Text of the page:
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Kelly Brush Davisson
WILLING AND ABLE
You only had to check the clock. If it was any waking hour, Kelly Brush would be out doing something sporty—golf or tennis, soccer or lacrosse, surfing or skiing. But in February 2006 the clock temporarily stopped. As a Middlebury College sophomore carving down a giant slalom course, she caught an edge, pinwheeled off the trail and struck a lift tower. The blow bruised Kelly's spinal cord and fractured a vertebra in her neck and four ribs. After surgery and almost three months of rehab, she ended up in a wheelchair, paralyzed below the waist.
When Brush returned to school the following fall, the ski team held a charity bike ride to raise $10,000 for an adaptive mono-ski for her. The event exceeded its goal by $55,000, and Brush realized that such efforts could help launch the charitable organization she had vowed to establish during her rehab. "All these people—my boyfriend, teammates, friends—were still out there skiing," she says. "How could I not do something to try to keep it safe and make something good come out of my injury? I really just wanted to protect my friends."
The Kelly Brush Foundation Century Ride has been staged every fall since, with cyclists wending their way over the roads of Vermont's Champlain Valley, raising more than $1 million in six years. In addition to funding restraining nets along race courses and safety-awareness campaigns at ski areas, the proceeds subsidize the purchase of adaptive sporting equipment for disabled athletes such as Chris Jefferson, a former Army paratrooper who hopes to represent the U.S. as a skier at the 2014 Paralympics, and Maria Rinaldi, a quadriplegic who longed for a bowling chair so she could resume the activity she loved.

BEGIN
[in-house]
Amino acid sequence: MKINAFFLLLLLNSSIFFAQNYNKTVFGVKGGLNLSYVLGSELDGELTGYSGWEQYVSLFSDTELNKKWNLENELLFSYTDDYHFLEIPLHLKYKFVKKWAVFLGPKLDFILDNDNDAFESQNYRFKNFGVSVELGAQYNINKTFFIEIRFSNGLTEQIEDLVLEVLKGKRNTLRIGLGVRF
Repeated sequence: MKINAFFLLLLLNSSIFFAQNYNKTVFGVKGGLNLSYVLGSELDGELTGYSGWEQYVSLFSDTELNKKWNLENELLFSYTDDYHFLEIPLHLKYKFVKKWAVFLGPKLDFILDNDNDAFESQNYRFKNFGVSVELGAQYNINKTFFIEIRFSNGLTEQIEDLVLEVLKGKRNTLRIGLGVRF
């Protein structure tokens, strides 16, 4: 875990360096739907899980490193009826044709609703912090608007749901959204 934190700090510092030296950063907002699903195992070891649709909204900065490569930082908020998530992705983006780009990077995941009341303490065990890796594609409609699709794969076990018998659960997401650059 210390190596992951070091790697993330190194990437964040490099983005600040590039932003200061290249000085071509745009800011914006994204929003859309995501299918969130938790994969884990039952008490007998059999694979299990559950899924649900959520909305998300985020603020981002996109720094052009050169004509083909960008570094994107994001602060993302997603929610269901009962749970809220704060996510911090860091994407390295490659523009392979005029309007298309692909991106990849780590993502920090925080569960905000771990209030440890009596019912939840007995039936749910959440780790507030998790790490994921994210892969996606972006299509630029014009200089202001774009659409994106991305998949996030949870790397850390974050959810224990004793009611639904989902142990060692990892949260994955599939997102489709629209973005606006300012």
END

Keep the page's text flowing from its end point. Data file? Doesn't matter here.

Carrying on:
Today Kelly, 26, lives with her husband, Zeke Davisson, in Boston, where she's studying to be a nurse practitioner. Thanks to adaptive equipment, she can ski, play tennis and golf, and cycle—in 2011 she won the women's handcycle division of the Boston Marathon. And every fall she's at the head of the Century Ride's peloton. "Being an athlete has been such a part of my identity, and I'd thought it had been taken away from me," she says. "Then I realized all these things I could still do." Now her efforts are helping many more people realize what they, too, can do.
PITCHING IN WHEREVER HE SEES A NEED
When Dodgers lefthander Clayton Kershaw got married in 2010, his bride, Ellen, brought to the union an emotional dowry: a deep connection to a girl she had met on a Christian mission to Zambia. The child, Hope, lost both parents to AIDS and was HIV-positive herself, and struggling because poor nutrition interfered with the effectiveness of antiretroviral drugs.
The Kershaws haven't simply supported Hope with money. Working with the faith-based organization Arise Africa, Clayton and Ellen's foundation, Kershaw's Challenge, has built an orphanage for Hope and other children in Lusaka, the Zambian capital. On New Year's Eve the Kershaws will fly to Lusaka to inspect what they informally call Hope's Home, which opens this month. "Right now seven [orphans] have been approved, and we'll probably add from there as the orphanage gets more functional and self-sustaining," Kershaw says.